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Critical infrastructure facilities provide substandard cyber supply chain security

30 November 2010

A recent survey by Enterprise Strategy Group found substandard cyber supply chain security at US critical infrastructure facilities.

The report, sponsored by Hewlett-Packard and Microsoft, is based on a survey of 285 cybersecurity professionals working in 18 industries designated as critical infrastructure by the Department of Homeland Security.

Only a small subset of the critical infrastructure organizations surveyed employed cyber supply chain security best practices – many of these firms face an increased risk of a cyber supply chain attack that could impact business operations and service delivery to the public, the report noted.

“Most of the critical infrastructure organizations surveyed are not doing adequate security due diligence on the IT vendors that provide them with products and services”, said Jon Oltsik, ESG principal analyst and author of the report. “They haven’t instituted secure software development lifecycles across their enterprises and they don’t have a set of security requirements for third-party business partners with whom they share IT systems. These weaknesses create a real vulnerability and need to be addressed as soon as possible.”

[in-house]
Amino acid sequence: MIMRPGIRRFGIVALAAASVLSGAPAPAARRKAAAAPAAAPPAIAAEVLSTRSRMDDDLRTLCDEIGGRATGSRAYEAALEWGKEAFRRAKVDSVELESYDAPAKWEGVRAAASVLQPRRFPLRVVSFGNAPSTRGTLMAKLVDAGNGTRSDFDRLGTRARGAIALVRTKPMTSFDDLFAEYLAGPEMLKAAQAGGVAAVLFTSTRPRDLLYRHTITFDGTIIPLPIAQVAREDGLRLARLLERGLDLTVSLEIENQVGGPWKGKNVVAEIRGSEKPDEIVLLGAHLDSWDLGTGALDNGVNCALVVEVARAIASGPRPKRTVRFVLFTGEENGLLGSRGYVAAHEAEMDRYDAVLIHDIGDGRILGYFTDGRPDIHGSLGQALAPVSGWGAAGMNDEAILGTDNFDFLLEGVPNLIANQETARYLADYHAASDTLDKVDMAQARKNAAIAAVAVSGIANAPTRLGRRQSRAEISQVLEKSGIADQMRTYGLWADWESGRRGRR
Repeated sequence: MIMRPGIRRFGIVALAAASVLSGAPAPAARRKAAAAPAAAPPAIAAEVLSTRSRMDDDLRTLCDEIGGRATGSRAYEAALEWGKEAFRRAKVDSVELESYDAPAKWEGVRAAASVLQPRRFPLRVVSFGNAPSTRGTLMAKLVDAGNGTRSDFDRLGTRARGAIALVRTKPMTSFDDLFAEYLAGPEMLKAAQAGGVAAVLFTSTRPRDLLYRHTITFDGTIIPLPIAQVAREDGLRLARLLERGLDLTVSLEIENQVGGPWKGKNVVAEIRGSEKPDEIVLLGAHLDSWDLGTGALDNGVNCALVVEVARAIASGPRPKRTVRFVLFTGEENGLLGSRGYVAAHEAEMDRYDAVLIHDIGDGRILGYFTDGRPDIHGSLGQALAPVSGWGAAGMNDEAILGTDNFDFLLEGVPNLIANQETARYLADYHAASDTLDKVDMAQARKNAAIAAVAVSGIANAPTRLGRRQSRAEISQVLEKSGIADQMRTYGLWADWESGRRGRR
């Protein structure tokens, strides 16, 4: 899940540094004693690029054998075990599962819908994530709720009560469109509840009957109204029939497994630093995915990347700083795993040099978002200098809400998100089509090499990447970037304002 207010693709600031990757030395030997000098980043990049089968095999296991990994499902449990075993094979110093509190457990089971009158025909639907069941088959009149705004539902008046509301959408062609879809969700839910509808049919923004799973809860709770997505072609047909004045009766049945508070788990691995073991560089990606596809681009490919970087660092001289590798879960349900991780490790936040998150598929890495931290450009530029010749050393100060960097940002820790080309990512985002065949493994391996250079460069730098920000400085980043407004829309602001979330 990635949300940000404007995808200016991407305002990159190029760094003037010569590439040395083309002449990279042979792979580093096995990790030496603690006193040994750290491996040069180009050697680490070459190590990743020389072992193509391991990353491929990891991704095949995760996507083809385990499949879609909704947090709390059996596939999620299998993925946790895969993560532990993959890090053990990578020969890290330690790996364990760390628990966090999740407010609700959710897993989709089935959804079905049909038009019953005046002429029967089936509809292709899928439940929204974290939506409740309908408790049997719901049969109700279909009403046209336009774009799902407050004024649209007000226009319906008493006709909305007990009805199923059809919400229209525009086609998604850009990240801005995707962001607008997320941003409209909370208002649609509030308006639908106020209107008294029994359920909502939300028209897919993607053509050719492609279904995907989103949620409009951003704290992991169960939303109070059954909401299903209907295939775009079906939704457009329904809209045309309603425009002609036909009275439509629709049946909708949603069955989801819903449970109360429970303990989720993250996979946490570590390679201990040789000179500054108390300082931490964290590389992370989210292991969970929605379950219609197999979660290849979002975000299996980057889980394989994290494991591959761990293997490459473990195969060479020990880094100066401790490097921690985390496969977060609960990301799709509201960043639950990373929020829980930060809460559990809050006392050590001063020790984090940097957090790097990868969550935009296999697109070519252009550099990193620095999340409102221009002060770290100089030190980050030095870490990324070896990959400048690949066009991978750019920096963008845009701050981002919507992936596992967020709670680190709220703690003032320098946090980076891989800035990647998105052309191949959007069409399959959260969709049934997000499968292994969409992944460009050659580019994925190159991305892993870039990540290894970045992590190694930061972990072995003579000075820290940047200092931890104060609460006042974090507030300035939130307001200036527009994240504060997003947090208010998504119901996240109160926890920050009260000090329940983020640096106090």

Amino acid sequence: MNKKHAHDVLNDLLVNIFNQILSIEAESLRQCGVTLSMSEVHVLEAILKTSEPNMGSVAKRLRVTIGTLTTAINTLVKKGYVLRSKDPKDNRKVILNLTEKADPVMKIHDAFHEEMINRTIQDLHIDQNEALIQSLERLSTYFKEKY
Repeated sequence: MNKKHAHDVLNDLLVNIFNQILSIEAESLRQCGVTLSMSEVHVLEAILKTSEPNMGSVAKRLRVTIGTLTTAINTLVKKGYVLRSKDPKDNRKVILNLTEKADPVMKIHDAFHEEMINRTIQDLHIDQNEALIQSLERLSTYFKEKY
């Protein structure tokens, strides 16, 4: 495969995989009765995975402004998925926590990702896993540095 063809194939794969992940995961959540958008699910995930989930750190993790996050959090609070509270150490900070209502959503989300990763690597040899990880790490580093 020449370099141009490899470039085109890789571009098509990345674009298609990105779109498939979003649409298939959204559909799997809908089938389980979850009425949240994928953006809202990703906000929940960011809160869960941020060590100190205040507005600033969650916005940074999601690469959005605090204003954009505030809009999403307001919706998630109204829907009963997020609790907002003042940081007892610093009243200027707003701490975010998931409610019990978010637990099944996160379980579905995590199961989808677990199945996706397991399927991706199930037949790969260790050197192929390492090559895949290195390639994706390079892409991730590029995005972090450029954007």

The survey found that 68% of critical infrastructure organizations have experienced at least one security breach in the past 24 months, and 13% have suffered more than three security breaches in the past 24 months.

In addition, 20% of respondents working at critical infrastructure organizations rated the effectiveness of their organization’s security policies, procedures, and technology safeguards as either “fair” or “poor”. And 71% predicted that the security threat landscape would grow worse in the next 24–36 months.

“Clients must feel confident in the security of the products they deploy within their data centers”, said Chris Whitener, chief security strategist at HP. “This report demonstrates a strong client desire for secure processes throughout the supply chain, ensuring the integrity of the IT products that are developed.”

Survey respondents were also asked about the cybersecurity role of the US federal government. A full 71% of respondents said that the federal government should be more active with cybersecurity strategies and defenses – 31% believe that the government should be significantly more active. Respondents suggested that the federal government should do a better job of sharing cybersecurity information and providing incentives like tax credits to organizations that invest in cybersecurity.

This article is featured in:
Compliance and Policy  •  Internet and Network Security  •  Public Sector

 

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